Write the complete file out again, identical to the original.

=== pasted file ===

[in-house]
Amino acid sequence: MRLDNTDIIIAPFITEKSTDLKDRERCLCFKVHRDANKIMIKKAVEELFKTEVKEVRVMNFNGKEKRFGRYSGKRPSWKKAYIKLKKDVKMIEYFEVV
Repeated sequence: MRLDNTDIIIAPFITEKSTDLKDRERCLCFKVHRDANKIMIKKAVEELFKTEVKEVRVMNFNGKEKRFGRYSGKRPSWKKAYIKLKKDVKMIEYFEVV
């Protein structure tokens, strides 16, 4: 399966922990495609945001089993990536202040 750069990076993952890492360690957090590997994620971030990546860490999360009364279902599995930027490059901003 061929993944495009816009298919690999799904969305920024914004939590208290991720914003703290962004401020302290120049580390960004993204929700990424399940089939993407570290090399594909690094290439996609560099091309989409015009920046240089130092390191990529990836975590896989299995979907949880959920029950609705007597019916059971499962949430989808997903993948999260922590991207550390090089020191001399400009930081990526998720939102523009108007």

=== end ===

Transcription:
[in-house]
Amino acid sequence: MRLDNTDIIIAPFITEKSTDLKDRERCLCFKVHRDANKIMIKKAVEELFKTEVKEVRVMNFNGKEKRFGRYSGKRPSWKKAYIKLKKDVKMIEYFEVV
Repeated sequence: MRLDNTDIIIAPFITEKSTDLKDRERCLCFKVHRDANKIMIKKAVEELFKTEVKEVRVMNFNGKEKRFGRYSGKRPSWKKAYIKLKKDVKMIEYFEVV
């Protein structure tokens, strides 16, 4: 399966922990495609945001089993990536202040 750069990076993952890492360690957090590997994620971030990546860490999360009364279902599995930027490059901003 061929993944495009816009298919690999799904969305920024914004939590208290991720914003703290962004401020302290120049580390960004993204929700990424399940089939993407570290090399594909690094290439996609560099091309989409015009920046240089130092390191990529990836975590896989299995979907949880959920029950609705007597019916059971499962949430989808997903993948999260922590991207550390090089020191001399400009930081990526998720939102523009108007």